The crowd of over 100 listeners were in overwhelming support for the press conference. Dozens of students stayed well-beyond the end of the press conference to ask questions and meet the speakers. There was no dissent. No students or faculty disrupted the press conference.
More Distortions from the Bourgeois Media
The crowd also heard from African Studies Professor Adisa Alkebulan. Professor Alkebulan was not in the position to speak for his department. Yet, he made it clear that he stood in support of the Chairman speaking at SDSU and in opposition to claims of antisemitism being leveled against the movement. Noting that Palestinians were in fact Semitic people as well, the concern he noted was a political question. Criticism of the crimes of the Israeli State is not antisemitic, Professor Alkebulan underscored.
None of the speakers spoke in a disparaging manner to Jewish people. All, only ever spoke in opposition to Zionism, a well-understood academic and political term; a term that the now-disgraced Benjamin Netanyahu uses regularly.
None of this was covered by KUSI Channel 10, the local station that was present, and the San Diego Union-Tribune. Neither news outlet interviewed any of the scores of African, Mexican, Asian and white students in support of their hearing what they heard. Instead, the news outlets interviewed two white people, one student and one faculty member, that they seemingly planted in the audience.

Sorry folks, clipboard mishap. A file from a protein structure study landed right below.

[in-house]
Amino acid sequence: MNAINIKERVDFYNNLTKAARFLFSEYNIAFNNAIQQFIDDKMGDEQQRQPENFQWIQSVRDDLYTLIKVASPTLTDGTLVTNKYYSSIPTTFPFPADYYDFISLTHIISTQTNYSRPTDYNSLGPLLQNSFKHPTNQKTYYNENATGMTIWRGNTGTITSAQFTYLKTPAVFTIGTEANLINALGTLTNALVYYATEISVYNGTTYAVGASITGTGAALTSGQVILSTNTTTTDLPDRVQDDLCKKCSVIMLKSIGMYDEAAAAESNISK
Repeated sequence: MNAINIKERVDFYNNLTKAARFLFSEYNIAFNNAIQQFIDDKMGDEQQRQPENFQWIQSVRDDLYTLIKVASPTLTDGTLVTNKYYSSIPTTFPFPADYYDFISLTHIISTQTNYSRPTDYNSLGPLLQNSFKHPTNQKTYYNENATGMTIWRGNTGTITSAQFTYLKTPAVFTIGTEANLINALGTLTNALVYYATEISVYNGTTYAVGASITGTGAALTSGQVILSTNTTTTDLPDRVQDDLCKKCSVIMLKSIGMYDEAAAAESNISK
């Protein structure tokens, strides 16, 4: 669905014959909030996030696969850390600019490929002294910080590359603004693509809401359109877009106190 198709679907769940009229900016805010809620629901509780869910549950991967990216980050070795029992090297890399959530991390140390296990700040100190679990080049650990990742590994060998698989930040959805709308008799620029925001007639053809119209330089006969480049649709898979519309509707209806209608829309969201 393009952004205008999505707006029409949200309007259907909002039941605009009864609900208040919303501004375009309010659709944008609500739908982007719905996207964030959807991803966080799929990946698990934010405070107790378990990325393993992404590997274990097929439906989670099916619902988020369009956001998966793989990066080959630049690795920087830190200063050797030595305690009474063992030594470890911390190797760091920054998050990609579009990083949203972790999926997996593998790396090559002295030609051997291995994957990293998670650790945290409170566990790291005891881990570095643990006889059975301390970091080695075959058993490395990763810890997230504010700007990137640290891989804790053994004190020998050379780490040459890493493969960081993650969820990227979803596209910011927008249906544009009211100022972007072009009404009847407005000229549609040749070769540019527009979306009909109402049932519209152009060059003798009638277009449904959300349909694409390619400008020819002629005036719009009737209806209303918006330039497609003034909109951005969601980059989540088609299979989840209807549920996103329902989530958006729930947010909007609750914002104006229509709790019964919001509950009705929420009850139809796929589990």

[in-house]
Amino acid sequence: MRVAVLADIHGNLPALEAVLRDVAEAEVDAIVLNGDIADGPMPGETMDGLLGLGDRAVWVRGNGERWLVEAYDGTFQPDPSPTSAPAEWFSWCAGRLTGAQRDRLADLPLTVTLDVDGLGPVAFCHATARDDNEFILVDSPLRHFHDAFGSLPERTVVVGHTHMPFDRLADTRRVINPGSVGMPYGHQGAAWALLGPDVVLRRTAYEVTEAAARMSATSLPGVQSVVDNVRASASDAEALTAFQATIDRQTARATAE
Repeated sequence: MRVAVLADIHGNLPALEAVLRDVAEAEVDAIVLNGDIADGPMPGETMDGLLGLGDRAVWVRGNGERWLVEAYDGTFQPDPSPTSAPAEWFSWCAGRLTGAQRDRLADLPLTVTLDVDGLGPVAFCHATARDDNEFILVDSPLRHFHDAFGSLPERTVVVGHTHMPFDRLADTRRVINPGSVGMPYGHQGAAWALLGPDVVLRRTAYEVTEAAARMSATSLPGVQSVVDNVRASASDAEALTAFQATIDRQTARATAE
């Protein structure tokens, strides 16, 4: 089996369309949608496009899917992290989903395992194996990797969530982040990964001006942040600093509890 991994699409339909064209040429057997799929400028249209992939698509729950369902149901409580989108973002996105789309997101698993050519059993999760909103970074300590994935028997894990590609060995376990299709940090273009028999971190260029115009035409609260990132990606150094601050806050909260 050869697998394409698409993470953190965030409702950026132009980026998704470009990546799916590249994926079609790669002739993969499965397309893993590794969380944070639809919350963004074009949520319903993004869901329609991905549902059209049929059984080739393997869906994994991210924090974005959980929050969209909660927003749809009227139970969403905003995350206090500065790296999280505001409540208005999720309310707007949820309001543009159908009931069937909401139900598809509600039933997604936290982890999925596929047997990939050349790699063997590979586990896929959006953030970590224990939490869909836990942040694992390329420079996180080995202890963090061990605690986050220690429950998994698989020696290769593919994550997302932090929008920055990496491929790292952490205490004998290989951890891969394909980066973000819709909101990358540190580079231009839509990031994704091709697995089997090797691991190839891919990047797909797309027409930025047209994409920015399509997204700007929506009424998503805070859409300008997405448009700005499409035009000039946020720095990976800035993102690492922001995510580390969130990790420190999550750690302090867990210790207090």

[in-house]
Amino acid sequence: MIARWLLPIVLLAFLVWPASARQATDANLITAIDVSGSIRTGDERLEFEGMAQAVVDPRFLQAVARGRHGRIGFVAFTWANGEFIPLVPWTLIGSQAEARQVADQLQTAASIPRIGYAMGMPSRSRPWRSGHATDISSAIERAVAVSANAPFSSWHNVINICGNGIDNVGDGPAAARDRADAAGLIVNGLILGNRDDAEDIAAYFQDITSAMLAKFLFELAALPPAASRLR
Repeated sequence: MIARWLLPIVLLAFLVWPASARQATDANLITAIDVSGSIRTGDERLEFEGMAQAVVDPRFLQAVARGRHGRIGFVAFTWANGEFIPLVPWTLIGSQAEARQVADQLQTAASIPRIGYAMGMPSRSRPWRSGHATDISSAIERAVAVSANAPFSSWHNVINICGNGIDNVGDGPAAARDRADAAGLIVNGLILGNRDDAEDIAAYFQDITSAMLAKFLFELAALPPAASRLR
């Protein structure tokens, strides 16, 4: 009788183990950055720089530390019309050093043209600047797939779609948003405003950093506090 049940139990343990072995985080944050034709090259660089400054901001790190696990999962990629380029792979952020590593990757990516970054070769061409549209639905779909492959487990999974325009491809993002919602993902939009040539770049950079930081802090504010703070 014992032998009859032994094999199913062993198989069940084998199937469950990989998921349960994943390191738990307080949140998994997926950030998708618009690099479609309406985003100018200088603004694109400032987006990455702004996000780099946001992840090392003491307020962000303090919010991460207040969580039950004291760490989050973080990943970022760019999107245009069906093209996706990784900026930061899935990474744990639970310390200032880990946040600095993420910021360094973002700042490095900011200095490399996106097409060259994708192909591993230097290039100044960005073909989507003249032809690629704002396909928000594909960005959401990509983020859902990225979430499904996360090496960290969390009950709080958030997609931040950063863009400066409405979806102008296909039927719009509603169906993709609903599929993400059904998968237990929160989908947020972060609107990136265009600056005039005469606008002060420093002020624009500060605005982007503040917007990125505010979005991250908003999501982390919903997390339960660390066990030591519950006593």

While admiting she only caught the end of the press conference, Professor Risa Levitt, Director of Jewish Studies, said she heard anti-Jewish tropes. The other person quoted is a student-journalist who maintains a foreign-policy blog in which he attacks Palestinian people in defense of Israel.
Colonialism Versus Racism
It is very likely that none of the people who have taken reactionary positions against African liberation and self-determination would describe themselves as conservatives. In fact, their writings continuously propose their support for diversity, civility, and respectful dialogue. These are the talking points of the Democratic Party and not the Republican Party.
On college campuses, this ideology is best represented in the wide-spread embrace of the teachings of Tim Wise. Wise traverses college campuses, making tens of thousands of dollars as a guest speaker and diversity trainer, teaching people the solution to the conditions Africans face are nicer and more enlightened people. Exemplified in his support for internal colonial program Teach for America, Wise trains people in power how to be nicer and more compassionate rulers. He successfully points the fingers at bigoted whites but does not call upon progressive whites to commit themselves to revolutionary change under the leadership of African people. For this reason, USM has declared him and his followers, opportunists.
Campus diversity initiatives have proposed themselves in opposition to racism but rarely, if ever speak of colonialism as a force of white power. To do so would be to implicate itself in the great heist.
Chairman Omali teaches: “The struggle against ‘racism’ is the struggle of the petty bourgeoisie fighting to integrate into the white capitalist world, to board the sinking ship of white power. It is a diversionary struggle reliant on failed philosophical assumptions that must be cast aside as a precondition for moving forward…This is not an innocent issue of semantics. The way this is understood informs our practice. The struggle against ‘racism’ presupposes one approach and the struggle against imperialist colonialism, another.”
Just as those students who united behind Malcolm X, InPDUM calls upon students to rally behind Chairman Omali Yeshitela and African Internationalism. As it did for students in the 1960s, this will advance your struggles for power on campus and off campus. It will ensure your great leap towards freedom.